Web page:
Cross-price elasticity of demand, in the context of substitutes and complements, refers to how a price change for one good causes a change in the quantity demanded of the other good. You should note that if the cross-price elasticity of demand of the two goods is positive, then the goods are substitutes. On the other hand, if the cross-price elasticity of demand of the two goods is negative, then the goods are complements. Therefore, economists use the cross-price elasticity of demand of two goods to determine whether they are complements or substitutes.

    Cross-price elasticity of demand refers to how a price change in one good causes a change in the quantity demanded of another good.

    • If the cross-price elasticity of demand of the two goods is positive, then the goods are substitutes. On the other hand, if the cross-price elasticity of the two goods is negative, then the goods are complements.

    Economists calculate cross-price elasticity by dividing the percentage change in quantity demanded of one good by the percentage change in the price of another good. We present this mathematically as:

    \(Cross\ Price\ Elasticity\ of\ Demand=\frac{\%\Delta Q_D\ Good A}{\%\Delta P\ Good\ B}\)

    Where ΔQD represents change in quantity demanded and ΔP represents change in price.

    Substitutes and Complements Examples

    A couple of examples will help you grasp the concept of substitutes and complements better. Let's try some examples where we calculate the cross-price elasticity of two goods to determine whether they are substitutes or complements.

    Example 1

    A 20% increase in the price of fries causes a 10% decrease in the quantity demanded of ketchup. What is the cross-price elasticity of demand for fries and ketchup, and are they substitutes or complements?

    Solution:

    Using:

    \(Cross\ Price\ Elasticity\ of\ Demand=\frac{\%\Delta Q_D\ Good A}{\%\Delta P\ Good\ B}\)

    We have:

    \(Cross\ Price\ Elasticity\ of\ Demand=\frac{-10%}{20%}\)

    \(Cross\ Price\ Elasticity\ of\ Demand=-0.5\)

    A negative cross-price elasticity of demand indicates that fries and ketchup are complementary goods.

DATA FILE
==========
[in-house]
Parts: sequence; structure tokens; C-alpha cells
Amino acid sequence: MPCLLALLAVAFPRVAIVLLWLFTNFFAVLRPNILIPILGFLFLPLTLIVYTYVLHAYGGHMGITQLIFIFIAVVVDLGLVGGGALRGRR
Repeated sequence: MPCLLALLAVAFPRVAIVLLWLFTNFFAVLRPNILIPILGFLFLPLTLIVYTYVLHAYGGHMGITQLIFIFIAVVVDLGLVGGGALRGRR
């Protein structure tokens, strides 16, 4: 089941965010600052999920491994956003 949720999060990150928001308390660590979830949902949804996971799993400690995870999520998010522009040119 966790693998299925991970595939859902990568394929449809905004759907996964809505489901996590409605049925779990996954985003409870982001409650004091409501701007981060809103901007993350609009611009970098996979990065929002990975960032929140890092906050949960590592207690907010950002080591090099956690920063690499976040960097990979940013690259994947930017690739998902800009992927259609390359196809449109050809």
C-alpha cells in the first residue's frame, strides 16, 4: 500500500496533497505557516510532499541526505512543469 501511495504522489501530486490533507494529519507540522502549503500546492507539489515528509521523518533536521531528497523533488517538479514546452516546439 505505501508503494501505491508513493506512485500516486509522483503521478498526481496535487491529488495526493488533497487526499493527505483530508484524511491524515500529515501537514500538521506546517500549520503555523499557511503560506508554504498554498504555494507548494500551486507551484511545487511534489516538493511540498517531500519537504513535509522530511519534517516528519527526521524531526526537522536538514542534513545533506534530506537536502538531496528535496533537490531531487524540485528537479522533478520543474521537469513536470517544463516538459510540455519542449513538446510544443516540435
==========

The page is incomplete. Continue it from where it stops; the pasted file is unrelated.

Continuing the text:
Example 2

    A 30% increase in the price of honey causes a 20% increase in the quantity demanded of sugar. What is the cross price elasticity of demand for honey and sugar, and determine whether they are substitutes or complements?

    Solution:

    Using:

    \(Cross\ Price\ Elasticity\ of\ Demand=\frac{\%\Delta Q_D\ Good A}{\%\Delta P\ Good\ B}\)

    We have:

    \(Cross\ Price\ Elasticity\ of\ Demand=\frac{20%}{30%}\)

    \(Cross\ Price\ Elasticity\ of\ Demand=0.67\)

    A positive cross-price elasticity of demand indicates that honey and sugar are substitute goods.

    Read our article on Cross-Price Elasticity of Demand Formula to learn more.

    Substitutes Vs Complements - Key takeaways

    • A substitute good is a good that serves the same purpose as another good for consumers.
    • A complementary good is a good that adds value to another good when they are consumed together.
    • The main difference between a substitute and a complement is that substitute goods are consumed in place of each other, whereas complements are consumed together.
    • The formula for cross-price elasticity of demand is \(Cross\ Price\ Elasticity\ of\ Demand=\frac{\%\Delta Q_D\ Good A}{\%\Delta P\ Good\ B}\)
    • If the cross-price elasticity of demand of the two goods is positive, then the goods are substitutes. On the other hand, if the cross-price elasticity of demand of the two goods is negative, then the goods are complements.
    Frequently Asked Questions about Substitutes vs Complements

    What is the difference between complements and substitutes?

    The main difference between a substitute and a complement is that substitute goods are consumed in place of each other, whereas complements are consumed together.

    What are the substitutes and complements and give examples?

    A substitute good is a good that serves the same purpose as another good for consumers.

    A complementary good is a good that adds value to another good when they are consumed together.

    Pepsi and Coke are a typical example of substitute goods, whereas fries and ketchup may be considered complements of each other.

    How do substitutes and complements affect demand?

    When the price of a substitute increases, the demand for the other good increases. When the price of a complement increases, the demand for the other good decreases.

    How do you know if its complement or substitute?

    If the cross-price elasticity of demand of the two goods is positive, then the goods are substitutes. On the other hand, if the cross-price elasticity of the two goods is negative, then the goods are complements.

    What happens when the price of a complement increases?

    When the price of a complement increases, the demand for the other good decreases.

    Test your knowledge with multiple choice flashcards

    The main difference between a substitute and a complement is that substitute goods are consumed with each other, whereas complements are consumed in place of each other.

    For substitute goods, a price reduction in one good ____ the demand for the other good.

    ____ refers to how a price change in one good causes a change in the quantity demanded of the another good.